Every day from now until Spring, I will play a song from each year from 1940-2020. I’ll also write a little bit about the song and why I chose it to represent that year.

One of the earliest memories I have was in 1967. I was three and our family was in Dallas, Texas visiting my maternal grandparents. It’s amazing all the details I can recall. We were at a light by this municipal park with this huge fountain. The park was full of hippies and some of them were dancing in the fountain. I remember very clearly one of  my parent’s saying “Well at least they’re finally getting a bath.” But all I saw was some people having fun. Granted, I was far too young to understand the nuance of the situation’ My parents who were older than most of those kids in the park, were of a different generation and were raised in conservative homes. So of course, they would see them derisively.

I guess the kids in the park must have had an impression on me because a couple years later  I asked my dad if I could be a hippie when I grew up. He was not amused. “So You’re telling me you hate America and don’t believe in God anymore?”  That response really shocked me. “No sir, not any of that, I just thought Hippies were fun,” I said to him kind of shaking because he had gotten so mad about what I thought was a simple question. “Well they’re not fun, they never work and worse of all, they never take baths” Well, that sunk it for me. I loved baths. I had my boats and my army men in the tub with me. I wasn’t giving up baths for no one.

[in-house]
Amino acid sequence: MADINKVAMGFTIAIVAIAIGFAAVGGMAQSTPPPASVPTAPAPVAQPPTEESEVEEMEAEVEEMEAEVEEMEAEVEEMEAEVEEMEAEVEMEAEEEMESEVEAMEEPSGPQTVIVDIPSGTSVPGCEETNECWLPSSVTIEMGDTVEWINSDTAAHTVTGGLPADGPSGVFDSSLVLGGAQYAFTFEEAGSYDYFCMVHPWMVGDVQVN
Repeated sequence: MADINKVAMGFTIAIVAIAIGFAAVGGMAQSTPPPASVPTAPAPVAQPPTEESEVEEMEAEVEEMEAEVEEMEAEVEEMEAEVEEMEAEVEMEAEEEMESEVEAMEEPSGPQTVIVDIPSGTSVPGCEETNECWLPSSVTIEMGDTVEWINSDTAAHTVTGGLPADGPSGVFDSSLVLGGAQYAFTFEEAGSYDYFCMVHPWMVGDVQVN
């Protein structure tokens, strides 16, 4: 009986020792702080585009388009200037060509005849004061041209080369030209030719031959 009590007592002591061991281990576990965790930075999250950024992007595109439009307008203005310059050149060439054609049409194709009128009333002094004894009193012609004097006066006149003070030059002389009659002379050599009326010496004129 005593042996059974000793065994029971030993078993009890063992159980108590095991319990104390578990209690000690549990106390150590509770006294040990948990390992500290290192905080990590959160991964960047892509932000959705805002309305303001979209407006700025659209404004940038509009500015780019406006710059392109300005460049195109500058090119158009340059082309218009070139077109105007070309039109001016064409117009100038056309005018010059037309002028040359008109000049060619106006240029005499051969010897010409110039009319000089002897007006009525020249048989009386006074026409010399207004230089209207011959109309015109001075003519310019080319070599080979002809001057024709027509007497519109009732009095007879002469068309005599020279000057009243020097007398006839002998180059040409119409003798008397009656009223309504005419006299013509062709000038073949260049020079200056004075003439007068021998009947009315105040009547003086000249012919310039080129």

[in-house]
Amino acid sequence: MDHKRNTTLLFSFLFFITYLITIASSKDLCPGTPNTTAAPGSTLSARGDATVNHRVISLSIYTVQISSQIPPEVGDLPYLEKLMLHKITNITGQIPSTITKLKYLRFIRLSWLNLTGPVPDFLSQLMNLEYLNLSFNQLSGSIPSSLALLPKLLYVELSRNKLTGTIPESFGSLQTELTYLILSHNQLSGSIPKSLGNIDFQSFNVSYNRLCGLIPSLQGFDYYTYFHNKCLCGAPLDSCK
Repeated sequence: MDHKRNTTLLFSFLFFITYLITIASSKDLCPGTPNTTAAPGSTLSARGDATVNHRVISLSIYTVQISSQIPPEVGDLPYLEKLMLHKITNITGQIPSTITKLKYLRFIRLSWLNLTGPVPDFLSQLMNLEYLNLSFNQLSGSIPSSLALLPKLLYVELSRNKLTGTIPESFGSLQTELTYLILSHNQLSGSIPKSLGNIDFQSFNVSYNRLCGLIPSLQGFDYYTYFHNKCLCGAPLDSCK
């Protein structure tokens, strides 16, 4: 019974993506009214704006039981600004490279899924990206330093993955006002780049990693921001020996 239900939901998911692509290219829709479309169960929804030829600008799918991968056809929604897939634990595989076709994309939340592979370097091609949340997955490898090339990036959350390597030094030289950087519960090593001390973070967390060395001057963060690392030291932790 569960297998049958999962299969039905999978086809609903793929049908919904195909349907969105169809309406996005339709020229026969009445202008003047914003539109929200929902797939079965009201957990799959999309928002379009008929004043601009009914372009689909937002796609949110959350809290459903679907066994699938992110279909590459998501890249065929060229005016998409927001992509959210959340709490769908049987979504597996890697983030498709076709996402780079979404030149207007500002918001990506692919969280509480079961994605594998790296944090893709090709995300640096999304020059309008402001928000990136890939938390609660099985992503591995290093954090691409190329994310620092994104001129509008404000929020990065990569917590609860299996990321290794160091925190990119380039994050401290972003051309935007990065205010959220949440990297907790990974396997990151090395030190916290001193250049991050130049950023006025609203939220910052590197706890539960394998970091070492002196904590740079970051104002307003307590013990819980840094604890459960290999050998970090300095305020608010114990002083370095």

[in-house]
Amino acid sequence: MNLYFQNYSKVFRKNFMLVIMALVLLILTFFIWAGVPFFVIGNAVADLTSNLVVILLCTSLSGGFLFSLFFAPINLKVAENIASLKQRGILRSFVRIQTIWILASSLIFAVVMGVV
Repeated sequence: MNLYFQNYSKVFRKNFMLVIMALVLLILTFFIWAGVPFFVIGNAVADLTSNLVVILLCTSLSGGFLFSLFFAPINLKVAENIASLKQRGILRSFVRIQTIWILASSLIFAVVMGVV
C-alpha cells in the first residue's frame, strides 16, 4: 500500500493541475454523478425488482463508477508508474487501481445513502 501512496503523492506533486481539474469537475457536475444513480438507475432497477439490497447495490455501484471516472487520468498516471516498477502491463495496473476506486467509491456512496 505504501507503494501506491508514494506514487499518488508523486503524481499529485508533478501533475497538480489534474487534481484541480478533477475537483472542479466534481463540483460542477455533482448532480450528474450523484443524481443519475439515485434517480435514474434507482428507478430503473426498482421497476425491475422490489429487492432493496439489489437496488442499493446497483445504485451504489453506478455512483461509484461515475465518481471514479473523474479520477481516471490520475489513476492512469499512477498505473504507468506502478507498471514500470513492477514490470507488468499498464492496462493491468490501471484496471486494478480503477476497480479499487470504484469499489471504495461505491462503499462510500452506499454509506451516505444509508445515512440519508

Looking back I wished dad had not reacted so angrily. Maybe he could have kindly asked me why I felt that way and what it was about Hippies I found appealing. I would love to go back in time and ask my 7-year-old self the same question because my 56-year-old self doesn’t have an answer to that.  Perhaps it was the free-spirited air, or maybe the seeming lack of rules vs. a home where rules were rampant and often seemed stifling.

My twenties came and went a long time ago. But I get some of the appeal now. Back in my mid-twenties, I traveled all over Europe and the Middle East.  I worked odd jobs and scraped enough money to move on to my next country. Those were the best days I ever had. I get the whole “longing to change the world” idealism. Part of me still wants to change the world I just need a nap first.

But I digress. Anyway, during the whole Hippie fountain event, “How can I be sure” by The Rascals was playing on the radio. It was the first song I ever remember hearing coming out of the speakers of my parent’s car. I love the accordion and the longing to feel there’s something to be sure of in an ever-changing world.  I heard the song was actually written about the Kenndey Assassination and how it made you feel unsure.  This song will always have a special place in my heart.



2 Replies to “80 years until Spring 1967”

    1. No it’s a stock photo. I try to find one to match the years, I try to mix my own photos in too when I can but it’s a nice picture. really catches the whole free wheeling vibe of the era. Thanks for reading the post. GG

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